"Government" is the conceptual entity, which is a collection of people, that claims the moral authority to initiate the use of physical force against other people. For those that haven't heard this definition before, it may seem controversial, so I'll elaborate. A definition of something must necessarily exclude things that the word does not refer to. A horse has four legs, but a horse is not the only animal that has four legs, so "an animal that has four legs" is not an accurate definition of a horse. Likewise, "an entity that protects individual rights" is also not a good definition of government. Fundamental individual rights (such as the right to life, property, etc) are protected by many different organizations. Alarm companies help protect houses and offices. Security guards protect private property from vandalism and protect people from attack. Collection agencies protect lenders from having their funds stolen. Businesses build products like "the club" intended to deter car thieves. While I could go on with countless examples, suffice it to say that "the protection of individual rights" is not an accurate definition of government. The one thing that distinguishes government from any other entity is that they claim the moral right to initiate the use of force against other people. You or I can't take someone's money without their consent; that's called stealing. A government can do this, and if you don't agree, they can use force against you to take it against your will. If any "government" were to exist that put itself forward as the protector of rights, but did not initiate the use of force against anyone, nor did it claim that ability, then it would not be government. It would be a business operating by payment from customers that contracted for its services, or offering its services for free as a charity. I do not oppose an entity such as this, I would not define this entity as "government", nor is the existence of such an entity incompatible with anarchy.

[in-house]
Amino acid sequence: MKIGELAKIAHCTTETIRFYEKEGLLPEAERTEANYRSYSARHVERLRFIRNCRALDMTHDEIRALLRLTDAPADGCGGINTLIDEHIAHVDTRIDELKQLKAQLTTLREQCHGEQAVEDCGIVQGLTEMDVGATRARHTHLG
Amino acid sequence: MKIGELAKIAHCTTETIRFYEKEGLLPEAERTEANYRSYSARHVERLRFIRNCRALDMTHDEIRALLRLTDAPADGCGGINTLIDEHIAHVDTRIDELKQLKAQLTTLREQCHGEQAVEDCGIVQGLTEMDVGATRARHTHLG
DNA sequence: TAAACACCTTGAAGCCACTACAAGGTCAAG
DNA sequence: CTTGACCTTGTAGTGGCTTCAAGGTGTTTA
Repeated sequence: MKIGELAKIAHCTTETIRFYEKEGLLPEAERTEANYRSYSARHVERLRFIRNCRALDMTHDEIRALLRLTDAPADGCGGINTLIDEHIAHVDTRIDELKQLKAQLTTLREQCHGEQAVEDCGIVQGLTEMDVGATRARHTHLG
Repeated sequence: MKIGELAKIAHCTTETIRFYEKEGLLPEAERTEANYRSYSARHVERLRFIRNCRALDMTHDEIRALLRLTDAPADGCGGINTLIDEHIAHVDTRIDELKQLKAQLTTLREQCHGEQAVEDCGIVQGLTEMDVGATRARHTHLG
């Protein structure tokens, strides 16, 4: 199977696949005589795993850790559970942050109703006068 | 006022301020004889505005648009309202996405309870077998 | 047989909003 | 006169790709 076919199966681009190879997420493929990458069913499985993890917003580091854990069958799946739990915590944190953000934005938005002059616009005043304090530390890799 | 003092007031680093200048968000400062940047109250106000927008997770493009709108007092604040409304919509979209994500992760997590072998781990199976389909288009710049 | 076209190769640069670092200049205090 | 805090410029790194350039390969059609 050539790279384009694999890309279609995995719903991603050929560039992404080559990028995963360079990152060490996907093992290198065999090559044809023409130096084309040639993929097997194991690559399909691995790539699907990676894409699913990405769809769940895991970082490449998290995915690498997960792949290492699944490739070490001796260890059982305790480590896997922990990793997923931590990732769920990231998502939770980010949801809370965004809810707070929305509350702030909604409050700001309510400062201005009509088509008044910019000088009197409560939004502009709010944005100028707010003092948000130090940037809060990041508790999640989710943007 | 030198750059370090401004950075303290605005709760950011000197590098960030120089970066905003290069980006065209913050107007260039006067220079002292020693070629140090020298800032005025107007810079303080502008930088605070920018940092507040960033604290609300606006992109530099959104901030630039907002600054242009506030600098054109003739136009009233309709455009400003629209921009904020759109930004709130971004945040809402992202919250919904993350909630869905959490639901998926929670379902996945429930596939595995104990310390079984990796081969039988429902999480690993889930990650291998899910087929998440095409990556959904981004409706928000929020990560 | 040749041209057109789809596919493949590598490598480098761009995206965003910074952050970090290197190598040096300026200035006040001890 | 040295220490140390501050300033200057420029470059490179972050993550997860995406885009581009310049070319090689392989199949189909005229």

"Anarchy" is the absence of government, that is, the absence of an entity that claims (and which the population generally accepts) the moral authority to initiate the use of physical force against others. The term "anarchy" is used in many ways to represent different societal situations. To be clear, when I use the term "anarchy" as the concept for which I argue, I'm not referring to violent overthrows of government that are replaced by tribal rule (because these tribes, which rule by threating the use of the initiation of force, fits the above definition of "government"). I am referring to a rational view of societal interactions, where when an instance of the initiation of force in any form is enacted, it is recognized by the general populace as evil, in the same way that rape and murder is recognized as evil in the west. So rational anarchy (which I will further refer to as just "anarchy") in practice is a society in which most everyone recognizes that the initiation of force by anyone is evil, rejected, and dealt with (again, "how" will be left for another time).